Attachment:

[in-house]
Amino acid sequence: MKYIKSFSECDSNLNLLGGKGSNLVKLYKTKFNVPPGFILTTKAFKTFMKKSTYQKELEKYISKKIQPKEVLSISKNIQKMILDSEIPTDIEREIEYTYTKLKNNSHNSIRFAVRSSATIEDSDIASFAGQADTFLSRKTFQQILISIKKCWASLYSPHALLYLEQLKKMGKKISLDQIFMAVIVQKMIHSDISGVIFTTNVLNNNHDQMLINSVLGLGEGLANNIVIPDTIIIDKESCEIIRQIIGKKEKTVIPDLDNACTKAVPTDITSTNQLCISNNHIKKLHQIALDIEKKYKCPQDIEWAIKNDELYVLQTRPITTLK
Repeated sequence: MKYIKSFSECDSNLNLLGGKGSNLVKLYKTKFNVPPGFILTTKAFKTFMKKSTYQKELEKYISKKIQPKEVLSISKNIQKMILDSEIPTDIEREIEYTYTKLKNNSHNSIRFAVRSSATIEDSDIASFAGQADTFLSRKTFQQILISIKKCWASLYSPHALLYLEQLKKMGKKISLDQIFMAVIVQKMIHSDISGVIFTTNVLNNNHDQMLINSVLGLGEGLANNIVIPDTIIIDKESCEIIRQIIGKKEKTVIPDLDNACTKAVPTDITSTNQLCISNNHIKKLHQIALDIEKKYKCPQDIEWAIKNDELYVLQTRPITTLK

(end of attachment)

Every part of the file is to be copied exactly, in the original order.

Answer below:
[in-house]
Amino acid sequence: MKYIKSFSECDSNLNLLGGKGSNLVKLYKTKFNVPPGFILTTKAFKTFMKKSTYQKELEKYISKKIQPKEVLSISKNIQKMILDSEIPTDIEREIEYTYTKLKNNSHNSIRFAVRSSATIEDSDIASFAGQADTFLSRKTFQQILISIKKCWASLYSPHALLYLEQLKKMGKKISLDQIFMAVIVQKMIHSDISGVIFTTNVLNNNHDQMLINSVLGLGEGLANNIVIPDTIIIDKESCEIIRQIIGKKEKTVIPDLDNACTKAVPTDITSTNQLCISNNHIKKLHQIALDIEKKYKCPQDIEWAIKNDELYVLQTRPITTLK
Repeated sequence: MKYIKSFSECDSNLNLLGGKGSNLVKLYKTKFNVPPGFILTTKAFKTFMKKSTYQKELEKYISKKIQPKEVLSISKNIQKMILDSEIPTDIEREIEYTYTKLKNNSHNSIRFAVRSSATIEDSDIASFAGQADTFLSRKTFQQILISIKKCWASLYSPHALLYLEQLKKMGKKISLDQIFMAVIVQKMIHSDISGVIFTTNVLNNNHDQMLINSVLGLGEGLANNIVIPDTIIIDKESCEIIRQIIGKKEKTVIPDLDNACTKAVPTDITSTNQLCISNNHIKKLHQIALDIEKKYKCPQDIEWAIKNDELYVLQTRPITTLK